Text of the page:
I read the comments on the post @karaelena did on engraving aluminum, however I thought the GF was supposed to recognize common devices such as an iPad? Ii looks like testing was done and then manual setting of 45% / 225 IPM was used. I’d like to etch the whole back minus the lense, logo and text without having to PhotoShop a template first.
That is one of the pieces of software functionality that has not yet been implemented, so I’m afraid you are on your own.
Right on, thank you for your response.
I would be hesitant to try a manual engrave until the alignment issues are sorted out.
I second that, you might engrave your camera or something…
Shouldn’t be horribly difficult to cut an outline in cardboard and then drop the iPad into the outline. Set your design up on 20x12 artboard in Inkscape/Illustrator with the engrave embedded in the SVG and the design will be placed correctly.
You can find Apple dimensional drawings here: https://developer.apple.com/accessories/Accessory-Design-Guidelines.pdf#page89
Spot on. Works a treat (as our UK folks say ). That’s how I do electronics where I want good/perfect registration. Send the cut to the GF first and turn off the engrave and then turn off the cut and turn on the engrave after dropping the PC or phone into place in the cardboard.
I don’t know iPad design, but if the anodized aluminum goes all the way to all the edges, you could allow the engrave to bleed past the edges a bit. If you’re engraving a photo or something where alignment isn’t critical it probably wouldn’t be too noticable if it wasn’t perfextly centered or whatever.
Regarding the camera/flash, you can protect it with a mask and then just engrave right over the top of it. Off the top of my head, maybe some aluminum tape and a hole-punch could be used to create small laser-proof circles that could be stuck on the camera lens. Stack a few on top of each-other if you don’t trust them completely. You could substitute some aluminum foil and double-sided tape if you don’t have any aluminum tape already.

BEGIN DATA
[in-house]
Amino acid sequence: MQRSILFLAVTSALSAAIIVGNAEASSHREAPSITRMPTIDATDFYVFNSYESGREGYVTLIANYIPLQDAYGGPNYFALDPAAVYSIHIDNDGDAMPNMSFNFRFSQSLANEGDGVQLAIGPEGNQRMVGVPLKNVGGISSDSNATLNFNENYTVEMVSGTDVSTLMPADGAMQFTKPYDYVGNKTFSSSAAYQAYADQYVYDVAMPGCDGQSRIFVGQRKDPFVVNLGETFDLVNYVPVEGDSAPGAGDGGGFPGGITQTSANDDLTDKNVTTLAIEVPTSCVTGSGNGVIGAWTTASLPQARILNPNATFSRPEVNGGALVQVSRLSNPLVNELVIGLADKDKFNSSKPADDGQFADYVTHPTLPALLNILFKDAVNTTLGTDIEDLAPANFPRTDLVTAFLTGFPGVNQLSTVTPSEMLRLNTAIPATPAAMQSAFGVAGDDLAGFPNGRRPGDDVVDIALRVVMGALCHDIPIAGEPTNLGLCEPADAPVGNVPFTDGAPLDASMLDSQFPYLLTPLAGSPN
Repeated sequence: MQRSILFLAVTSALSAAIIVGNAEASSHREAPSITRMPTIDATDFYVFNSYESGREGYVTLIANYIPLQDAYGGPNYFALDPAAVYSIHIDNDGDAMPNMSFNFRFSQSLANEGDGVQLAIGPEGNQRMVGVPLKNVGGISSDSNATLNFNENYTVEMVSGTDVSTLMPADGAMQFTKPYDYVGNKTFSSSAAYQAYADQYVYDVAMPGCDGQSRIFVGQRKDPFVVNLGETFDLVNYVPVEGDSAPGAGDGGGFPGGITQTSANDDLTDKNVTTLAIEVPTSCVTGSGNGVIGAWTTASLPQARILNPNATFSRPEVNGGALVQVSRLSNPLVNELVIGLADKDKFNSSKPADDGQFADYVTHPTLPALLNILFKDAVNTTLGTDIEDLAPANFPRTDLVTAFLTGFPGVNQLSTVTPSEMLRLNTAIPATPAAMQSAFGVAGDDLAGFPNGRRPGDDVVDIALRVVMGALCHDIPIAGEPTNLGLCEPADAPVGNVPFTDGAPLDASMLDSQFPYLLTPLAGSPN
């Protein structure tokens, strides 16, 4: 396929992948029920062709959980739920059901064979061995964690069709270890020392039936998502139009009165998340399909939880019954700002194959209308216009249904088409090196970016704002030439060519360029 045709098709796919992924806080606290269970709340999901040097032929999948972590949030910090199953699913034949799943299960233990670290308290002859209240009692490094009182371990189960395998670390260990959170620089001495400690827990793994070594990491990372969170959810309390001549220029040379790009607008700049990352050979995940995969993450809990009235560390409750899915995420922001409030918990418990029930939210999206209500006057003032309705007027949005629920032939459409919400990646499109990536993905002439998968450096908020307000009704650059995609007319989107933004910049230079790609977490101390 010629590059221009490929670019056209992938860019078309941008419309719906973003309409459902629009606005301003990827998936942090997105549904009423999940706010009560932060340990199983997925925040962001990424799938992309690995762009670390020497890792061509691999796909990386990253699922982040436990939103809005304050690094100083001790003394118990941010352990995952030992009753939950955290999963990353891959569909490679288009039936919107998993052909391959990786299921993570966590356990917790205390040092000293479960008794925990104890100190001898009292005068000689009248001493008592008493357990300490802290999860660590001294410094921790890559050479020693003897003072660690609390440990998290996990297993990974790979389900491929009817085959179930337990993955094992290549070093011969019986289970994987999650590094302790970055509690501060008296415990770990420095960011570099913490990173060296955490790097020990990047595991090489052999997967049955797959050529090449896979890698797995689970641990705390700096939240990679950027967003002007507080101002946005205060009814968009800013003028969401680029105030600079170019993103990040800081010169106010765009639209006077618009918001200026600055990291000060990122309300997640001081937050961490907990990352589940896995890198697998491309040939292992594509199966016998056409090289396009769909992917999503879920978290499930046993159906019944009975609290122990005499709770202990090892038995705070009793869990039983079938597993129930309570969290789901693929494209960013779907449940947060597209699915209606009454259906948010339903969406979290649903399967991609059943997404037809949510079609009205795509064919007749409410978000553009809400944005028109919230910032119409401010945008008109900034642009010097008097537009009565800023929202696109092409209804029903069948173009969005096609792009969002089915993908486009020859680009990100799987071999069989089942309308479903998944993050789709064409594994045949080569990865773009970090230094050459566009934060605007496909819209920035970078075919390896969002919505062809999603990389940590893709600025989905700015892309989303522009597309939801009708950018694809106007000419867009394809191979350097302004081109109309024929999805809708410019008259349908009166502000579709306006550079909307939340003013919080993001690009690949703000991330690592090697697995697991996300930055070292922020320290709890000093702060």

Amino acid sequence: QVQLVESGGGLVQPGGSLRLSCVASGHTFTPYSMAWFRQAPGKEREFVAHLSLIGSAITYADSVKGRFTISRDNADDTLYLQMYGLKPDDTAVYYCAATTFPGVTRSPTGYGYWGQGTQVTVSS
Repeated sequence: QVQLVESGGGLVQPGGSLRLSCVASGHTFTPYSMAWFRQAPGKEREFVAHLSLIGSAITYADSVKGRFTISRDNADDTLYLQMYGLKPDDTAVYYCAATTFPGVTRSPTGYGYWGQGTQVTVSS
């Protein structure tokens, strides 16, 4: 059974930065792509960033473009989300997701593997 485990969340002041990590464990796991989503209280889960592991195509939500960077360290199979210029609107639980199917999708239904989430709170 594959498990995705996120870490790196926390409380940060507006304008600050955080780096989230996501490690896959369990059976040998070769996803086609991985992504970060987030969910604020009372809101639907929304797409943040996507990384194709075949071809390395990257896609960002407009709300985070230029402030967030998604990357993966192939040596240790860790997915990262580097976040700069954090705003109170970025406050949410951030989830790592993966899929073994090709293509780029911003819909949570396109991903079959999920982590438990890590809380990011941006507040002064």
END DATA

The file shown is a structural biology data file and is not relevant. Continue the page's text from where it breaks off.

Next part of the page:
I’d guess you’d want to protect the Apple logo as well, that might be a little harder, but an equally-sized Apple apple cut from sufficiently thick acrylic or wood or most anything would protect it. You’d prolly want to stick it on with some double-sided tape as well to make sure it stays aligned and so the air blower doesn’t blow it off.
You could also tape a coin or something over the Apple logo to protect it. A coin would have the small advantage in that it won’t make any smoke/soot, which wood would.
If you use a potentially-reflective material for masking, make sure reflected light can’t reflect all up in your eyes/grill.
PS, if you haven’t done ankdized aluminum engraving yet, know that if the first engraving pass doesn’t engrave “enough”, you can run it again as long as you can keep the alignment (don’t move dat iPad until you inspect it). On this note, make sure your masking can survive a couple engraving passes.
I did a test run with cardboard and the design was off by about 1/4", my next go I’ll try to account for that. An accurate print sure would be nice based upon what the camera is showing you.
Anyway, I like your idea the best, just cover up the sections I want to protect! Thank you for that, I will giving it a go.
I etched our logo on the back of an iPad - using 300 IPS and 25% power. I am sure I could increase the power some and will experiment with it again tomorrow with a different iPad.
You didn’t mention LPI but the higher the better. I believe I did one pass at 225 and then a second at 450 which was much finer - no visible dots or striations, just a nice solid etching (marking).
I just tried your settings and they worked beautifully. Thanks for the help!